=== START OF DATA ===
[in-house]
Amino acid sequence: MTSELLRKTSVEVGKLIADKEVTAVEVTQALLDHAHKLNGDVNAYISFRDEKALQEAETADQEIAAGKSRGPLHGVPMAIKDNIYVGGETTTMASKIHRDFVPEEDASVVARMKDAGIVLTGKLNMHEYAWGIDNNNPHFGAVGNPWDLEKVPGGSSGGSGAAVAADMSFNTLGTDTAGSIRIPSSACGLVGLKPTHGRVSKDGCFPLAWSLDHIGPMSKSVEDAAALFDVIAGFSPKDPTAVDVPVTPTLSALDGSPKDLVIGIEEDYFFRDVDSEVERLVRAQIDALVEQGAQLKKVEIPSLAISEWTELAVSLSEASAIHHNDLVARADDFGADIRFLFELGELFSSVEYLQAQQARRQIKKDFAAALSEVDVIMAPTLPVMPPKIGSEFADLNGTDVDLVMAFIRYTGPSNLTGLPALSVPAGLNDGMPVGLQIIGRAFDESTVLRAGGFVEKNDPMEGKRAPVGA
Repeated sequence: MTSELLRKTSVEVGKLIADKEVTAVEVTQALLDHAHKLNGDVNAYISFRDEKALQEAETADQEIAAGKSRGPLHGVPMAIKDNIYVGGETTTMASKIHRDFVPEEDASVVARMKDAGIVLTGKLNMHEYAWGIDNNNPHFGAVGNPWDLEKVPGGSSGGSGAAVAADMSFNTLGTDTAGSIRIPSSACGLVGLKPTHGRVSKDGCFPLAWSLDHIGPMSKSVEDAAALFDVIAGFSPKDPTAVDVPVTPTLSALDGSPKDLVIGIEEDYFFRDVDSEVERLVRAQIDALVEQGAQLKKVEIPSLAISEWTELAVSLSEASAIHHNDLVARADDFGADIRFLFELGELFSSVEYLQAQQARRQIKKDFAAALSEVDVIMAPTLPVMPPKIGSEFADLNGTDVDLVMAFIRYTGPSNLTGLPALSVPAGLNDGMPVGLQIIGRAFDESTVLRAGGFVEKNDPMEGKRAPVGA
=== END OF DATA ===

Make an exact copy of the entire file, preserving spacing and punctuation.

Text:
[in-house]
Amino acid sequence: MTSELLRKTSVEVGKLIADKEVTAVEVTQALLDHAHKLNGDVNAYISFRDEKALQEAETADQEIAAGKSRGPLHGVPMAIKDNIYVGGETTTMASKIHRDFVPEEDASVVARMKDAGIVLTGKLNMHEYAWGIDNNNPHFGAVGNPWDLEKVPGGSSGGSGAAVAADMSFNTLGTDTAGSIRIPSSACGLVGLKPTHGRVSKDGCFPLAWSLDHIGPMSKSVEDAAALFDVIAGFSPKDPTAVDVPVTPTLSALDGSPKDLVIGIEEDYFFRDVDSEVERLVRAQIDALVEQGAQLKKVEIPSLAISEWTELAVSLSEASAIHHNDLVARADDFGADIRFLFELGELFSSVEYLQAQQARRQIKKDFAAALSEVDVIMAPTLPVMPPKIGSEFADLNGTDVDLVMAFIRYTGPSNLTGLPALSVPAGLNDGMPVGLQIIGRAFDESTVLRAGGFVEKNDPMEGKRAPVGA
Repeated sequence: MTSELLRKTSVEVGKLIADKEVTAVEVTQALLDHAHKLNGDVNAYISFRDEKALQEAETADQEIAAGKSRGPLHGVPMAIKDNIYVGGETTTMASKIHRDFVPEEDASVVARMKDAGIVLTGKLNMHEYAWGIDNNNPHFGAVGNPWDLEKVPGGSSGGSGAAVAADMSFNTLGTDTAGSIRIPSSACGLVGLKPTHGRVSKDGCFPLAWSLDHIGPMSKSVEDAAALFDVIAGFSPKDPTAVDVPVTPTLSALDGSPKDLVIGIEEDYFFRDVDSEVERLVRAQIDALVEQGAQLKKVEIPSLAISEWTELAVSLSEASAIHHNDLVARADDFGADIRFLFELGELFSSVEYLQAQQARRQIKKDFAAALSEVDVIMAPTLPVMPPKIGSEFADLNGTDVDLVMAFIRYTGPSNLTGLPALSVPAGLNDGMPVGLQIIGRAFDESTVLRAGGFVEKNDPMEGKRAPVGA